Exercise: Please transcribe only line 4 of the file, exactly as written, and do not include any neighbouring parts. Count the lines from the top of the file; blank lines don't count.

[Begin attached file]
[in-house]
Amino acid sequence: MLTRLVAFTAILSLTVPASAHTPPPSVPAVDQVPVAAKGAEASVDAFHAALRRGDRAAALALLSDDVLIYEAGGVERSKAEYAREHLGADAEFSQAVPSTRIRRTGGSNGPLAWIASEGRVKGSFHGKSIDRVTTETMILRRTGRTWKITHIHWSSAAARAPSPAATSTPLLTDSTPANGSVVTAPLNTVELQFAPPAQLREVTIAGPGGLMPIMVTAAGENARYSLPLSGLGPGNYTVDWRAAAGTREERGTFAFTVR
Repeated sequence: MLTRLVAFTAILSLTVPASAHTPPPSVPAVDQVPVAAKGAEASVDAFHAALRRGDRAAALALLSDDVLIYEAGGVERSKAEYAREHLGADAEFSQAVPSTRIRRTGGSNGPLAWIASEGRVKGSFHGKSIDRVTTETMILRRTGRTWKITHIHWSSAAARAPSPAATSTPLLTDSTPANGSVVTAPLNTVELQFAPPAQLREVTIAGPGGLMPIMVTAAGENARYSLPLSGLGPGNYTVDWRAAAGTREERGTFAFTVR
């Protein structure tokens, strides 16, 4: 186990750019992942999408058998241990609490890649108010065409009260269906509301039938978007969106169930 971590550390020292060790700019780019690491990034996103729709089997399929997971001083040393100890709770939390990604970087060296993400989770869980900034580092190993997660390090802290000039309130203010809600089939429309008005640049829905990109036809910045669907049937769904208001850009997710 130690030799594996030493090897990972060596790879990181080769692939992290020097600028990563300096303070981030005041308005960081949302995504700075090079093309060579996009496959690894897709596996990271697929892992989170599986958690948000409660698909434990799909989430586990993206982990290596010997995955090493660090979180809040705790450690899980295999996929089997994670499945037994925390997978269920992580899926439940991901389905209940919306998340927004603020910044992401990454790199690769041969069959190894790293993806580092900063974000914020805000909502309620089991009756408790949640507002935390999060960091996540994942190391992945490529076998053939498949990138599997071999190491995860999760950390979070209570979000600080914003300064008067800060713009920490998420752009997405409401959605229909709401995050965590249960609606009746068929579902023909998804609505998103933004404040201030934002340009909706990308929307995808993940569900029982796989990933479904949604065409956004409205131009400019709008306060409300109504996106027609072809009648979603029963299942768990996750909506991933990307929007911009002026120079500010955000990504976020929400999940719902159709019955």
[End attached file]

């Protein structure tokens, strides 16, 4: 186990750019992942999408058998241990609490890649108010065409009260269906509301039938978007969106169930 971590550390020292060790700019780019690491990034996103729709089997399929997971001083040393100890709770939390990604970087060296993400989770869980900034580092190993997660390090802290000039309130203010809600089939429309008005640049829905990109036809910045669907049937769904208001850009997710 130690030799594996030493090897990972060596790879990181080769692939992290020097600028990563300096303070981030005041308005960081949302995504700075090079093309060579996009496959690894897709596996990271697929892992989170599986958690948000409660698909434990799909989430586990993206982990290596010997995955090493660090979180809040705790450690899980295999996929089997994670499945037994925390997978269920992580899926439940991901389905209940919306998340927004603020910044992401990454790199690769041969069959190894790293993806580092900063974000914020805000909502309620089991009756408790949640507002935390999060960091996540994942190391992945490529076998053939498949990138599997071999190491995860999760950390979070209570979000600080914003300064008067800060713009920490998420752009997405409401959605229909709401995050965590249960609606009746068929579902023909998804609505998103933004404040201030934002340009909706990308929307995808993940569900029982796989990933479904949604065409956004409205131009400019709008306060409300109504996106027609072809009648979603029963299942768990996750909506991933990307929007911009002026120079500010955000990504976020929400999940719902159709019955």